Court testimony was taken from geologist Shirley Pytlak Pytlak, Shirley in 1973 as part of a suit brought by environmentalists against the proposed dam. Pytlak was part of a team that was drilling holes in the future reservoir floor to determine how well it would hold water. Water fed into drill holes vanished, suggesting that the reservoir would leak. This finding, however, did not lead to suggestions that the future dam might have problems, even though the dam would be founded on similar materials.

Proposed dams frequently generate controversy because of their environmental impact. The Teton Dam was no exception; it was opposed by a number of environmental groups. Environmental activism The projected reservoir would eliminate a wild river, a trout fishery, and a wintering habitat for deer and elk. Indigenous wildlife, including bobcat, otter, and grouse populations, would be displaced. The environmentalists also suggested that the project was not economically feasible. Their calculations suggested a forty-cent return on each tax dollar spent on the project. An earlier assessment of the Teton Dam site by the Bureau of Reclamation Bureau of Reclamation, U.S. was in agreement that the Teton Dam was economically unjustifiable. As a result of pressure from politicians, however, the proposal was reevaluated and was found to be economically sound.

Federal courts made a final ruling on the environmentalists’ lawsuits in December, 1974, and ruled in favor of the Bureau of Reclamation. Construction at the dam site began early the next year.


The Teton Dam failure resulted in congressional hearings and an investigation of the cause of dam failure. The latter investigation led to a report on the failure of the Teton Dam by a panel called the Teton Dam Failure Review Group.

The cause of the failure of the Teton Dam was not well understood. Although the USGS had pointed out that the Teton Dam site was in a seismically active area, seismic monitors in the area did not detect any earthquake activity at the time of dam failure. Moreover, since weather was not a contributing factor, failure is believed to have been related to the dam site, structure, or material. These elements were the focus of both the ensuing congressional hearings and studies conducted by the Teton Dam Failure Review Group.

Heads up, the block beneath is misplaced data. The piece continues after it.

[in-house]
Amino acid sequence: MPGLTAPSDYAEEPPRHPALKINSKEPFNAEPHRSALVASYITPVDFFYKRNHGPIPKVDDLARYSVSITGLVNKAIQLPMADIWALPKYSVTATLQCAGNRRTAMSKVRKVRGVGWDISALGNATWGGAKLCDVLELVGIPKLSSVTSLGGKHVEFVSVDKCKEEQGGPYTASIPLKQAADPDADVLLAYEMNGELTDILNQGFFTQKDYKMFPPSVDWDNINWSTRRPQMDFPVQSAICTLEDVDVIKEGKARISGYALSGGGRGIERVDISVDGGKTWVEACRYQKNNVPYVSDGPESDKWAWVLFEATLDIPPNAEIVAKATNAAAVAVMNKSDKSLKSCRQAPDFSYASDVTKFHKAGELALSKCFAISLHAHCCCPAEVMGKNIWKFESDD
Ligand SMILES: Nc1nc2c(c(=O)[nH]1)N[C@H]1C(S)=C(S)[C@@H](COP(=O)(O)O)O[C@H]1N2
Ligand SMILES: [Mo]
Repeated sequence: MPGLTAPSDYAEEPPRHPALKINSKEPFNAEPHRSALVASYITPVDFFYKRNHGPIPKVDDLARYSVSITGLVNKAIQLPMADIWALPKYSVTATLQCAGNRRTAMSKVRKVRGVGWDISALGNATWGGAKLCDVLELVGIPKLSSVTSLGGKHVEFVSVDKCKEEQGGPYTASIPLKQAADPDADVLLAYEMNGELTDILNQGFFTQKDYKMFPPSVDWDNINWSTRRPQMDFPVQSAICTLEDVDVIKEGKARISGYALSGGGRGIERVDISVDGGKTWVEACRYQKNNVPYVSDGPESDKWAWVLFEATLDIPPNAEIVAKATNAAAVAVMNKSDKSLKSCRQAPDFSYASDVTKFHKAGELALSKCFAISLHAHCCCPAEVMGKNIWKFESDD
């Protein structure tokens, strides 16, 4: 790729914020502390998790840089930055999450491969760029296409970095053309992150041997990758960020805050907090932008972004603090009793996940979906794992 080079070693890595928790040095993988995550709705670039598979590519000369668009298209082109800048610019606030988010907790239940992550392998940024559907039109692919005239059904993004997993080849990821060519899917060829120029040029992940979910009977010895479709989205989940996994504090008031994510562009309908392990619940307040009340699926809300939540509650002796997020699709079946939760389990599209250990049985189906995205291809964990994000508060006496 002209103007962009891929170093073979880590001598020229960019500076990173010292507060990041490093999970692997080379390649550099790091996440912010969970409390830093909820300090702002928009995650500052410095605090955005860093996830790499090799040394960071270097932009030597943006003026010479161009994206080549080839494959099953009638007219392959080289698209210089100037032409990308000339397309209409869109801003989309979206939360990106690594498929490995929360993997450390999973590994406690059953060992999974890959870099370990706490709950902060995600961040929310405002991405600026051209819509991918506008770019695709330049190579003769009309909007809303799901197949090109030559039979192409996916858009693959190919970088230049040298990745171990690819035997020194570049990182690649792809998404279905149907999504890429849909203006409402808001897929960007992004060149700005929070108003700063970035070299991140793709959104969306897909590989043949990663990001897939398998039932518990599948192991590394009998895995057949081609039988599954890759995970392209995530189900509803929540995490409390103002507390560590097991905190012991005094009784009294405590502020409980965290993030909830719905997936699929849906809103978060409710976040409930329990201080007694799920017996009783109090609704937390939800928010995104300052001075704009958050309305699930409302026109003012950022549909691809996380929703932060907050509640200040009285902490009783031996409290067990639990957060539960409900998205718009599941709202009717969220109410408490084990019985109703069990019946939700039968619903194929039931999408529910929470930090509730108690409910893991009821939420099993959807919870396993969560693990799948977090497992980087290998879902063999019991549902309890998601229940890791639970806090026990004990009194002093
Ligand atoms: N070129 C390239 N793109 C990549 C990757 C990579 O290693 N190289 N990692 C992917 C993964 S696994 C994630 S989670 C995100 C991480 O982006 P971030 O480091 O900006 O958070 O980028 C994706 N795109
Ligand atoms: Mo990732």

Leakage detected from the dam immediately before the dam failure could have been the result of a number of factors. The final report from the Teton Dam Failure Review Group concluded that failure resulted from inadequate protection of material in the dam from erosion by water seepage. The exact source of seepage could not be determined, however, because much of the evidence had been swept away in the ensuing floodwaters. Some evidence from observers pointed to percolation of water through the extensively grouted right embankment; other theories about the cause of the dam failure were also proposed. The report, however, concluded that whatever the water seepage source, dam failure could have been averted through proper defensive design.

The review group’s conclusions suggest that a safe dam could have been built at the Teton site. Some experts would disagree, however, and blame the choice of site. Geologist Marshall Corbett of Idaho State University, who served as an expert witness at congressional hearings on the dam collapse, pointed out that the valley of the Teton River was a fill valley, with bedrock buried well below relatively weak sediment. As a reservoir fills with water, the water seeps into the sediment, which may soak it up like a sponge. This weakens the material on which the dam is founded and may lead to failure.

The large amount of grout used in sealing rock and preparing the dam site was an indication of a rather weak and unstable foundation material. During excavation, large fissures were detected. According to the resident engineer in charge of the construction of the Teton Dam, “one fissure was a foot and a half wide, twenty feet long and of undetermined depth.”

The exact cause of the Teton Dam collapse may never be known. Some observers are as troubled by the process by which decisions are made to locate and build dams as by dam failures. An important flaw in the decision-making process, it has been argued, is a lack of independent review of site choices. Corbett argued that outside experts should have veto powers on the site selection of dam projects, claiming that “government geologists have a self-interest in such projects that could be an impediment to objectivity.” The role of Congress in final approval of the Teton Dam site was also criticized. The influence Congress has with respect to the locations of dams is part of what is referred to as “pork barrel” politics and has frequently been decisive in the choices of dam sites, overriding all other considerations, including scientific and engineering data. Such influence applied to the Teton Dam case. The Bureau of Reclamation had decided to scrap the Teton Dam project in 1971, but pressure from politicians caused the bureau to reevaluate its decision.